Cyber risk models – who does it best?
Cat Risk London’s cyber ‘bake off’ gave the market an excellent chance to start comparing the different cyber modelling vendors’ estimations and approaches.
Prior to the event, vendors were each given the same sample portfolio of company names and hypothetical policy data, and were required to provide loss estimates for individual companies and for the whole portfolio. As noted by Federico Waisman, who organised and moderated the model comparison, the sample portfolio had reasonable representation across both size of company and primary versus excess layers.
The results from the five vendors are shown in slide 1. The result from one model (purple) is much higher than the others, and the other four (including Corax in blue) are ‘closer’, albeit the loss estimates varied considerably, by 3.4, 4.1, and 4.3 times different, and up to 6.7 times different for longer return periods.
However, when looking at the covariance – or standard deviation over the mean (slide 2) – three of the vendors are quite similar (green, blue and orange).
To attempt to account for the differences in loss estimates, slide 3 shows that between the vendors there was a massive variance in their revenue estimates for each company. Adjusting for industry and geography, loss estimates would be generally proportional to revenue – so given the high variance in revenue estimates, it is not surprising that the loss estimates varied so much. This suggests that given the same revenue, loss estimates may well have been closer to one another.
So what? It’s clear that there is still work to be done on correctly identifying or estimating company fundamentals i.e. the company is who we think it is, we have an accurate view of its industry sector, location and commercial posture. Improving accuracy in company fundamentals can be solved in part by ensuring the companies themselves supply key data points, like website domain, revenue etc. That’s because several vendors, including Corax, perform automated external infrastructure scanning, a process that is initiated by using the website domain name of the individual company. That information allows correct identification of a company and in turn ensures loss estimates are based upon accurate information.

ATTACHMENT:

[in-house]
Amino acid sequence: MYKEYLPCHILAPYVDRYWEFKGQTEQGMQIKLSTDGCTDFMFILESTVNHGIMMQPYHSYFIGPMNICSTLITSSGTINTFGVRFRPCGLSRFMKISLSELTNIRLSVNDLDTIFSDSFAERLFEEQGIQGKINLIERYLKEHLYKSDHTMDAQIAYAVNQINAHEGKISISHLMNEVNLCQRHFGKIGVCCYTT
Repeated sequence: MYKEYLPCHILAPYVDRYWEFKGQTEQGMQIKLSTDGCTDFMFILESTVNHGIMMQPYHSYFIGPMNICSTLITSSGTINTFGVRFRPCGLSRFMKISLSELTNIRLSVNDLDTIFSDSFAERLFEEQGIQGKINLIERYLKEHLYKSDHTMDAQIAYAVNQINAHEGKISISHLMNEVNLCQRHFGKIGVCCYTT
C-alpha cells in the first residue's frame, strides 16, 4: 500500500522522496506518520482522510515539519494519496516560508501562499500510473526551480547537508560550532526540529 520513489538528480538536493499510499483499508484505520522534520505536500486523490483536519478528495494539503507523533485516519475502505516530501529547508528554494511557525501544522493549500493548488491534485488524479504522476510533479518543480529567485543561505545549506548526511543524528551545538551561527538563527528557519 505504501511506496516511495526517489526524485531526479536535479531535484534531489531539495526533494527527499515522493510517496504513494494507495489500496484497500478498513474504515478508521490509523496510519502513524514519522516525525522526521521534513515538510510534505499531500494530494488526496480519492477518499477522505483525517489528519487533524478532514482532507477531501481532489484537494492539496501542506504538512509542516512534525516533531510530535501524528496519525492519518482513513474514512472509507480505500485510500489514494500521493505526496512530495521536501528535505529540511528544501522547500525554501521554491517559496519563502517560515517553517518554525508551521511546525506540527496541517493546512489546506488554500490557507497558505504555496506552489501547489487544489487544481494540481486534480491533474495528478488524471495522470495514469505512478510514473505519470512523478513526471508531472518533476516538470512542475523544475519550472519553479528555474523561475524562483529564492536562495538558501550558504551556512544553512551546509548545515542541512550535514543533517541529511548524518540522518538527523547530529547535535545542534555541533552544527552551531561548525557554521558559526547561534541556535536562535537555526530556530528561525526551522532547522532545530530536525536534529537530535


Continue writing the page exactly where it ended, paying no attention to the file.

The variance in revenue estimates also demonstrated the importance of allowing individual users of each model to have the ability to control inputs into the models (greater flexibility). This means that:
1. they are refining the view of risk based on their actual knowledge of the company
2. By using machine learning the estimations will improve with the input of the market.
The Corax platform gives exactly that power to the individual user. We allow great flexibility in the ways customers can consume the product. Our rich dataset, its modelled output, or custom analytics (where clients modify inputs to the model) can be consumed either individually or combined, and delivered either via API or via our online interface. And our modelled data is developed within a proprietary AI probabilistic engine to predict the expected cost of data compromise and IT disruption with unprecedented accuracy.
Cyber is a young market, but it’s maturing quickly. It’s important that the modelling community is open about its approaches and engages with the insurance market. We believe that trust in the cyber modelling vendors will only come from moving away from a black box approach and embracing both flexibility and transparency.
It’s equally important that the insurance market engages with vendors and shares data. This will inevitably improve results for all. The fact that as vendors, we were all willing to take part in such a public forum, should give us hope. It’s a sign that as an industry we can work together – to give the insurance market a better understanding of cyber risk, and a view of where the opportunities are for the future.